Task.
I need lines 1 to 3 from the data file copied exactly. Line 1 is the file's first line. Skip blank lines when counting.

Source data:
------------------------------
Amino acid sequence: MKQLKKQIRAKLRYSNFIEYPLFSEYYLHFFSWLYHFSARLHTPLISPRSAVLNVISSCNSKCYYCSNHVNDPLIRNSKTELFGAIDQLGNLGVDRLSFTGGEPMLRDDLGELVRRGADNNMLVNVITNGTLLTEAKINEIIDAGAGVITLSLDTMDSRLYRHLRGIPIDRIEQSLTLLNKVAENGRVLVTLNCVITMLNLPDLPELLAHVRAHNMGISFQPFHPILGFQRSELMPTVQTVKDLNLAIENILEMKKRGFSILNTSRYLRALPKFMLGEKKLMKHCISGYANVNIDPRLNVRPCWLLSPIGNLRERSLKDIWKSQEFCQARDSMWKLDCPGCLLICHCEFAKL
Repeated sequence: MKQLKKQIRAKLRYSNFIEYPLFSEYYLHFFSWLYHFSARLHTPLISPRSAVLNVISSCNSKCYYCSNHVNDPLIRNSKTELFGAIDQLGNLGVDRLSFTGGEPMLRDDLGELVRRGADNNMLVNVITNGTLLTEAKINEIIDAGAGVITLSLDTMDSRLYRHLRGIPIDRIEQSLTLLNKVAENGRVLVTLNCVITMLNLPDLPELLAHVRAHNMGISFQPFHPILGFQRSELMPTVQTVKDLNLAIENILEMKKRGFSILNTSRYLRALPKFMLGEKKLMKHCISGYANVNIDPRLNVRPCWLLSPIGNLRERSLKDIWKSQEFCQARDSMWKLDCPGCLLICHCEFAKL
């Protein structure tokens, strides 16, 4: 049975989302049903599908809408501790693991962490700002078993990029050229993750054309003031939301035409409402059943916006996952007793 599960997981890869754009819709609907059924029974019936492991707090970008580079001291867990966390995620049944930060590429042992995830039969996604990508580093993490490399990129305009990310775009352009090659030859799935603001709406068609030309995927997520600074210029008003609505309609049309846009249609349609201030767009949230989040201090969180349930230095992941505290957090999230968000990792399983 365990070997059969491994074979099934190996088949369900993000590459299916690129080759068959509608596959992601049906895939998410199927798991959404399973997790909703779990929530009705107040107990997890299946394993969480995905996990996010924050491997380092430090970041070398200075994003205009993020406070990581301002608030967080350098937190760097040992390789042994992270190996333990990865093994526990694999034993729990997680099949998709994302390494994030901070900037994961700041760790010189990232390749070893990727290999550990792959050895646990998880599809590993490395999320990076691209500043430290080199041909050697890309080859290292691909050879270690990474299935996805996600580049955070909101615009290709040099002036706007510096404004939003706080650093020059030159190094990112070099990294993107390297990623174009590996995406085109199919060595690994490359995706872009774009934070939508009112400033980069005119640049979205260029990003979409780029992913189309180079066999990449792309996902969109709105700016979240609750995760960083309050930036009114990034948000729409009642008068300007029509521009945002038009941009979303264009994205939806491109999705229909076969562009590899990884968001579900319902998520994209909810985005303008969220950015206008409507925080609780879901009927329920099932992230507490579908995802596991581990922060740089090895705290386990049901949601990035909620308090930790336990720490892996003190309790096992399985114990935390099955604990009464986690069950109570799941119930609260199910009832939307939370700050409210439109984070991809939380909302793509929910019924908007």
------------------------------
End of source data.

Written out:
Amino acid sequence: MKQLKKQIRAKLRYSNFIEYPLFSEYYLHFFSWLYHFSARLHTPLISPRSAVLNVISSCNSKCYYCSNHVNDPLIRNSKTELFGAIDQLGNLGVDRLSFTGGEPMLRDDLGELVRRGADNNMLVNVITNGTLLTEAKINEIIDAGAGVITLSLDTMDSRLYRHLRGIPIDRIEQSLTLLNKVAENGRVLVTLNCVITMLNLPDLPELLAHVRAHNMGISFQPFHPILGFQRSELMPTVQTVKDLNLAIENILEMKKRGFSILNTSRYLRALPKFMLGEKKLMKHCISGYANVNIDPRLNVRPCWLLSPIGNLRERSLKDIWKSQEFCQARDSMWKLDCPGCLLICHCEFAKL
Repeated sequence: MKQLKKQIRAKLRYSNFIEYPLFSEYYLHFFSWLYHFSARLHTPLISPRSAVLNVISSCNSKCYYCSNHVNDPLIRNSKTELFGAIDQLGNLGVDRLSFTGGEPMLRDDLGELVRRGADNNMLVNVITNGTLLTEAKINEIIDAGAGVITLSLDTMDSRLYRHLRGIPIDRIEQSLTLLNKVAENGRVLVTLNCVITMLNLPDLPELLAHVRAHNMGISFQPFHPILGFQRSELMPTVQTVKDLNLAIENILEMKKRGFSILNTSRYLRALPKFMLGEKKLMKHCISGYANVNIDPRLNVRPCWLLSPIGNLRERSLKDIWKSQEFCQARDSMWKLDCPGCLLICHCEFAKL
């Protein structure tokens, strides 16, 4: 049975989302049903599908809408501790693991962490700002078993990029050229993750054309003031939301035409409402059943916006996952007793 599960997981890869754009819709609907059924029974019936492991707090970008580079001291867990966390995620049944930060590429042992995830039969996604990508580093993490490399990129305009990310775009352009090659030859799935603001709406068609030309995927997520600074210029008003609505309609049309846009249609349609201030767009949230989040201090969180349930230095992941505290957090999230968000990792399983 365990070997059969491994074979099934190996088949369900993000590459299916690129080759068959509608596959992601049906895939998410199927798991959404399973997790909703779990929530009705107040107990997890299946394993969480995905996990996010924050491997380092430090970041070398200075994003205009993020406070990581301002608030967080350098937190760097040992390789042994992270190996333990990865093994526990694999034993729990997680099949998709994302390494994030901070900037994961700041760790010189990232390749070893990727290999550990792959050895646990998880599809590993490395999320990076691209500043430290080199041909050697890309080859290292691909050879270690990474299935996805996600580049955070909101615009290709040099002036706007510096404004939003706080650093020059030159190094990112070099990294993107390297990623174009590996995406085109199919060595690994490359995706872009774009934070939508009112400033980069005119640049979205260029990003979409780029992913189309180079066999990449792309996902969109709105700016979240609750995760960083309050930036009114990034948000729409009642008068300007029509521009945002038009941009979303264009994205939806491109999705229909076969562009590899990884968001579900319902998520994209909810985005303008969220950015206008409507925080609780879901009927329920099932992230507490579908995802596991581990922060740089090895705290386990049901949601990035909620308090930790336990720490892996003190309790096992399985114990935390099955604990009464986690069950109570799941119930609260199910009832939307939370700050409210439109984070991809939380909302793509929910019924908007």